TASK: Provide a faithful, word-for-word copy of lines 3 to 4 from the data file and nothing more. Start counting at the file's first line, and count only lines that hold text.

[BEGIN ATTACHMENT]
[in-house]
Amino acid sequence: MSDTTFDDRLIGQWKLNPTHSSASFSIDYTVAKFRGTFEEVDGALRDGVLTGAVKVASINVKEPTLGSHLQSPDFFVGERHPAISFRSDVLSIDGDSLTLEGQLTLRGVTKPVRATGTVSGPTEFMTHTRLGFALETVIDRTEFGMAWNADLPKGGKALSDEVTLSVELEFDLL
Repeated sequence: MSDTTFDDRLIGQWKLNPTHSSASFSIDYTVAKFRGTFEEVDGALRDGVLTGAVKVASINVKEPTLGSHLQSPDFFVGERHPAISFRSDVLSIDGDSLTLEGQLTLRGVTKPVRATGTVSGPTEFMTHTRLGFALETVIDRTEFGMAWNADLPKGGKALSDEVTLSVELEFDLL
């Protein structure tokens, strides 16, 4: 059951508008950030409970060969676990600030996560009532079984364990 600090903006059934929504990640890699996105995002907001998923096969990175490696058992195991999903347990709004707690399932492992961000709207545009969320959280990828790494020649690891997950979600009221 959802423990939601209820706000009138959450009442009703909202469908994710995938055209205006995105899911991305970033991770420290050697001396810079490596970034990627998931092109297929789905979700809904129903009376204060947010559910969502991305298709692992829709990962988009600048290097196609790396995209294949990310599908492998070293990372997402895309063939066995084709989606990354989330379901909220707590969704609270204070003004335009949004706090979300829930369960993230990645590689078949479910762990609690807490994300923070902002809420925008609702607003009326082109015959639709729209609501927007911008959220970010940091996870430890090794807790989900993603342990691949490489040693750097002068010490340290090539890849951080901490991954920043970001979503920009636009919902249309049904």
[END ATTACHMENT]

Repeated sequence: MSDTTFDDRLIGQWKLNPTHSSASFSIDYTVAKFRGTFEEVDGALRDGVLTGAVKVASINVKEPTLGSHLQSPDFFVGERHPAISFRSDVLSIDGDSLTLEGQLTLRGVTKPVRATGTVSGPTEFMTHTRLGFALETVIDRTEFGMAWNADLPKGGKALSDEVTLSVELEFDLL
């Protein structure tokens, strides 16, 4: 059951508008950030409970060969676990600030996560009532079984364990 600090903006059934929504990640890699996105995002907001998923096969990175490696058992195991999903347990709004707690399932492992961000709207545009969320959280990828790494020649690891997950979600009221 959802423990939601209820706000009138959450009442009703909202469908994710995938055209205006995105899911991305970033991770420290050697001396810079490596970034990627998931092109297929789905979700809904129903009376204060947010559910969502991305298709692992829709990962988009600048290097196609790396995209294949990310599908492998070293990372997402895309063939066995084709989606990354989330379901909220707590969704609270204070003004335009949004706090979300829930369960993230990645590689078949479910762990609690807490994300923070902002809420925008609702607003009326082109015959639709729209609501927007911008959220970010940091996870430890090794807790989900993603342990691949490489040693750097002068010490340290090539890849951080901490991954920043970001979503920009636009919902249309049904």